18 June 2017

Minimum wage increases continue to fall far short

minimum wage increases continue to fall far short hinh 0

Things are not likely to change with the latest increase, set to take effect next month, local reports said.

From July 1, the basic salary for civil servants and public employees will increase seven percent to VND1.3 million (about US$57.2) from the current VND1.21 million.

The new basic salary, used for calculating payrolls and allowances, will apply for public officials, public employees working in State agencies and civil service providers of the Party or the Government, State-funded socio-political organisations and the armed forces.

Le Dinh Quang, deputy head of the Labour Relations Department of the Vietnam General Confederation of Labour, said that the government had plans to increase minimum wage for employees every year to improve living standards.

However, the current minimum wage increase only met 90% of the minimum living standard needs of workers and their families.

Even workers of businesses that pay higher than the minimum wage, VND4-5 million per month, face many difficulties in daily lives.

An overwhelming majority of workers, 97%, did not want to work overtime, but had no choice but to do so, just to make ends meet, Quang told the Hai Quan (Customs) newspaper.

The newspaper reports that from 2014 to 2016, Vietnam had the highest regional minimum wage increase of nearly 14%, against seven percent in Indonesia and 10% in China.

Many people wonder why such an increase is unable to meet workers’ demands, the report says.

The reason is that Vietnam’s minimum wage is only higher than Laos and Cambodia and lower than most countries in Southeast Asia like Thailand, Malaysia or Singapore, it explains.

The real wage of workers is still very low, it is not high enough to cover workers’ basic needs because the costs of many services also increase along with the minimum wage.

In fact, in some enterprises, the real income of workers reduces when the minimum wage increases.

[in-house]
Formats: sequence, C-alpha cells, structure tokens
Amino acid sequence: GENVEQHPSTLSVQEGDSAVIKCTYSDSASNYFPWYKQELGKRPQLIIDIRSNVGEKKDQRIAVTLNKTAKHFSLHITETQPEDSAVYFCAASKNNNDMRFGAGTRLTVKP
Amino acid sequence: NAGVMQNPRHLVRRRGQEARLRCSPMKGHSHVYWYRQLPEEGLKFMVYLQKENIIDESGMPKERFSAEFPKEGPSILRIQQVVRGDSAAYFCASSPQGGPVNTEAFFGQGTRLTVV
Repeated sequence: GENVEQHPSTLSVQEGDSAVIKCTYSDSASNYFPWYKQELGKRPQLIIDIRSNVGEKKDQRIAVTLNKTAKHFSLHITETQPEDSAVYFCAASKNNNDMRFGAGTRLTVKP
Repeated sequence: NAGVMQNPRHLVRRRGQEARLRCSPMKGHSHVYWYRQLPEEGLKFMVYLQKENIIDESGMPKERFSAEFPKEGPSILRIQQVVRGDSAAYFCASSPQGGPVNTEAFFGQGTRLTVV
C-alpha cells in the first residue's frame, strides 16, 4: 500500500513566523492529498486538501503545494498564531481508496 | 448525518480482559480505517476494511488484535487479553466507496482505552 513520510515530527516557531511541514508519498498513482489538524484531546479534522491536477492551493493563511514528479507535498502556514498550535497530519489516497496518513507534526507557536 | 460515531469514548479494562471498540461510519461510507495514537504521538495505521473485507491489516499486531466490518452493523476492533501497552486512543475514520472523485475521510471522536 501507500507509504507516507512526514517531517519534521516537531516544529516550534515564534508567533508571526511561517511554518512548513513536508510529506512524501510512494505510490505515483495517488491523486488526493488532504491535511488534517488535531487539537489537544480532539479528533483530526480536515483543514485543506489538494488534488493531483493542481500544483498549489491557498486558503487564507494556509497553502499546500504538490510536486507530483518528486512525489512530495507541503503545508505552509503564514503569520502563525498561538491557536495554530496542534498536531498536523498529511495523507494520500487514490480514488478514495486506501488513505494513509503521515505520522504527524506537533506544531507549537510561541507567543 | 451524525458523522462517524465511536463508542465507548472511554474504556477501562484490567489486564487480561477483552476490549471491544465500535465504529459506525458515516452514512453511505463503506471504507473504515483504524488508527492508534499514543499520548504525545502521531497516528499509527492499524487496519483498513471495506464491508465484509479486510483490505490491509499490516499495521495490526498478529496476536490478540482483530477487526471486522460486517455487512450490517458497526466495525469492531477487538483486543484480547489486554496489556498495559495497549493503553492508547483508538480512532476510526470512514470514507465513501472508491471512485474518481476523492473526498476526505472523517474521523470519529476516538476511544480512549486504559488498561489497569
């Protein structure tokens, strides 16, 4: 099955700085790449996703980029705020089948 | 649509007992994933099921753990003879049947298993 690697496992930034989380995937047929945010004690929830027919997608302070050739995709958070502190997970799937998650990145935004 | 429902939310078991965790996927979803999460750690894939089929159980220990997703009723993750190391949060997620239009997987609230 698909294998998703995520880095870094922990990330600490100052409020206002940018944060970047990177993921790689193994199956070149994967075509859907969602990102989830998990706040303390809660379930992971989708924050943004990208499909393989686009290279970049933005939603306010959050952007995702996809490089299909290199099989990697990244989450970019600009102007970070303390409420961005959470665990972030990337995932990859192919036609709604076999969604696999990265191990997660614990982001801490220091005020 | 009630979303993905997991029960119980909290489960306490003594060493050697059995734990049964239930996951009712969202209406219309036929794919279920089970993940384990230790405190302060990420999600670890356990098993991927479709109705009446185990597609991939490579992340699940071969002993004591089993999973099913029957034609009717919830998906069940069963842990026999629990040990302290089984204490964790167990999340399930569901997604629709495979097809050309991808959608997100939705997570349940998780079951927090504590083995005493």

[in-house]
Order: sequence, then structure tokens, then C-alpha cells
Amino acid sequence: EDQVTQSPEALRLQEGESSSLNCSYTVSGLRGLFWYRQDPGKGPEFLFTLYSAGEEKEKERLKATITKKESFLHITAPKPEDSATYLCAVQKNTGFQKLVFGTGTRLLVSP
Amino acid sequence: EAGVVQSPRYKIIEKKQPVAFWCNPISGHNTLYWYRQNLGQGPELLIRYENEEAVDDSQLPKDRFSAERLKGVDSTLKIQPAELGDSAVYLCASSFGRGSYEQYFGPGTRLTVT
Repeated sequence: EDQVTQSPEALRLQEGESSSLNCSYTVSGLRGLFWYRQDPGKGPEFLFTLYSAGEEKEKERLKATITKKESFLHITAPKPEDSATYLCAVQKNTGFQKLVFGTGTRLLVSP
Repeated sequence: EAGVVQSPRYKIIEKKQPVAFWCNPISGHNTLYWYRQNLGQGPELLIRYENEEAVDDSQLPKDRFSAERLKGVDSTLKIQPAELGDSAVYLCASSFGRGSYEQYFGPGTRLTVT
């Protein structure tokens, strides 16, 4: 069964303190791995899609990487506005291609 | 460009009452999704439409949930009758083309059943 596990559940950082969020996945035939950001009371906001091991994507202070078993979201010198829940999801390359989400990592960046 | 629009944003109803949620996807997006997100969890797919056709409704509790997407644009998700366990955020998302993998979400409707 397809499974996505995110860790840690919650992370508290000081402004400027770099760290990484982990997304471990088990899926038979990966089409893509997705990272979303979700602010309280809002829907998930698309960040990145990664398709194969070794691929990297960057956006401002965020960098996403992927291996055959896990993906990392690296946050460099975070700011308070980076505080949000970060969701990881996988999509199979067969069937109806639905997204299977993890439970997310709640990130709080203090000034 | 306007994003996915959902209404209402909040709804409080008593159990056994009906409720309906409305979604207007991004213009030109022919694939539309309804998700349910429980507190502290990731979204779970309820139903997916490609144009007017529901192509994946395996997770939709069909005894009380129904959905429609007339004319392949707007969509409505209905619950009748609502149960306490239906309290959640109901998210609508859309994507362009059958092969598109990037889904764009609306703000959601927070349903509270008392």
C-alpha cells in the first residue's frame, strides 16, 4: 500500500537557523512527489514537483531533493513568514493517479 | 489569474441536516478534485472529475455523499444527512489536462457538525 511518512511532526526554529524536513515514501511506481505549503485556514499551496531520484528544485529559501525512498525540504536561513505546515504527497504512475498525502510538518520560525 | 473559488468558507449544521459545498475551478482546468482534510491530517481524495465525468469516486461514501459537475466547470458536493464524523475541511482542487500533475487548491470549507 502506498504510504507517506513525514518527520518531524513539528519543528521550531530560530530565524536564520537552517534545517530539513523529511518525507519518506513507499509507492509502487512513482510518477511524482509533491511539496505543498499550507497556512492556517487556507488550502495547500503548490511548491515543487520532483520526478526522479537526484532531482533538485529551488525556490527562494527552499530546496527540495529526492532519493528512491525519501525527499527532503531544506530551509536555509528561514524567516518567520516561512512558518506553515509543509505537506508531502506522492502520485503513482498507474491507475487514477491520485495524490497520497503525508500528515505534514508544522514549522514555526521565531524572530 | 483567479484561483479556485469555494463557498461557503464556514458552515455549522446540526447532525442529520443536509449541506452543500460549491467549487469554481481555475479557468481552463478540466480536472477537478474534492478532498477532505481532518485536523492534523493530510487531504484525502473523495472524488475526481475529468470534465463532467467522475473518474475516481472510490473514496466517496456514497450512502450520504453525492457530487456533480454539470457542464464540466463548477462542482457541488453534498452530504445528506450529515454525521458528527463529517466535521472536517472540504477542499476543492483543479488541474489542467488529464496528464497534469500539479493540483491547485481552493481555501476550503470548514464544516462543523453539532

Some business owners also threaten to cut their workforce if production costs increase because of higher wages.

The results of study by the ISEAL Alliance – the global association for sustainability standards and social accountability – released at a seminar in Hanoi recently showed that an employee in HCM City must be paid more than VND6.4 million a month to meet their daily expenses.

The salary was calculated by the research team on the basis of what a household of two adults and two children spend a month.

Unfortunately, the average salary of a worker in the garment sector, a major employer, is just over VND4.8 million a month.

According to the study, at a monthly wage of VND6.4 million, an employee may save VND488,000 per month, five percent of the income after spending for food, housing fee, insurance and other needs.

The study estimates that for rural areas, in two surveyed provinces of Soc Trang and Thai Binh, a worker needs at least VND3.99 million a month, but the current average salary in these localities is just VND3.2 million.

Most employers pay only minimum wage, which is not enough to meet actual minimum living costs, forcing workers to work overtime to make ends meet, the study found.

Workers are, therefore, left wondering if and when they will be able to meet daily expenses and save some money for a rainy day.

Bui Sy Loi, Vice Chairman of the National Assembly’s Social Affairs Committee, said the minimum wage must be adjusted based on socio-economic development and workers should be compensated in accordance with market mechanisms.

Currently, the minimum wage is based on food prices, which is inadequate. Therefore, authorised agencies must re-calculate the minimum wage so as to ensure the benefits of employees, especially when they retire, while creating favourable conditions for business growth, he said.



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